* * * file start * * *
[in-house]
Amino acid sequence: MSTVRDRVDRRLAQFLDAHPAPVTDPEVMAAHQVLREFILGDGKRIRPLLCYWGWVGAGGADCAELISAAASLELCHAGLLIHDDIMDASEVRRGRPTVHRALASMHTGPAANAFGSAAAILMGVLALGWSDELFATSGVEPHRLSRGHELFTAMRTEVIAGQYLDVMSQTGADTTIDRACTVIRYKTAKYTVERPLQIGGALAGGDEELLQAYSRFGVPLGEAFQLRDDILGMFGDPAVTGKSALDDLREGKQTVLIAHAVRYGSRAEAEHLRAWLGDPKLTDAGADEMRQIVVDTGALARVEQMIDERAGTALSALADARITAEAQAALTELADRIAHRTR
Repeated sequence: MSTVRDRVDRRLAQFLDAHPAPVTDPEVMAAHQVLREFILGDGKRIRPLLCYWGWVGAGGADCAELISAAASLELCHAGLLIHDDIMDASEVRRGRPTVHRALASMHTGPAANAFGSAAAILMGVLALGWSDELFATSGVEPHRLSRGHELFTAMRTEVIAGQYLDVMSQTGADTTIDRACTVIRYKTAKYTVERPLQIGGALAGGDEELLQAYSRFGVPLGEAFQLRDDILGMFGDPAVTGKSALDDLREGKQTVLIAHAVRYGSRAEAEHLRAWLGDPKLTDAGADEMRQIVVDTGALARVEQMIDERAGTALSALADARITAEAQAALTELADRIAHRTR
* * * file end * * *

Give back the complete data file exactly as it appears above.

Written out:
[in-house]
Amino acid sequence: MSTVRDRVDRRLAQFLDAHPAPVTDPEVMAAHQVLREFILGDGKRIRPLLCYWGWVGAGGADCAELISAAASLELCHAGLLIHDDIMDASEVRRGRPTVHRALASMHTGPAANAFGSAAAILMGVLALGWSDELFATSGVEPHRLSRGHELFTAMRTEVIAGQYLDVMSQTGADTTIDRACTVIRYKTAKYTVERPLQIGGALAGGDEELLQAYSRFGVPLGEAFQLRDDILGMFGDPAVTGKSALDDLREGKQTVLIAHAVRYGSRAEAEHLRAWLGDPKLTDAGADEMRQIVVDTGALARVEQMIDERAGTALSALADARITAEAQAALTELADRIAHRTR
Repeated sequence: MSTVRDRVDRRLAQFLDAHPAPVTDPEVMAAHQVLREFILGDGKRIRPLLCYWGWVGAGGADCAELISAAASLELCHAGLLIHDDIMDASEVRRGRPTVHRALASMHTGPAANAFGSAAAILMGVLALGWSDELFATSGVEPHRLSRGHELFTAMRTEVIAGQYLDVMSQTGADTTIDRACTVIRYKTAKYTVERPLQIGGALAGGDEELLQAYSRFGVPLGEAFQLRDDILGMFGDPAVTGKSALDDLREGKQTVLIAHAVRYGSRAEAEHLRAWLGDPKLTDAGADEMRQIVVDTGALARVEQMIDERAGTALSALADARITAEAQAALTELADRIAHRTR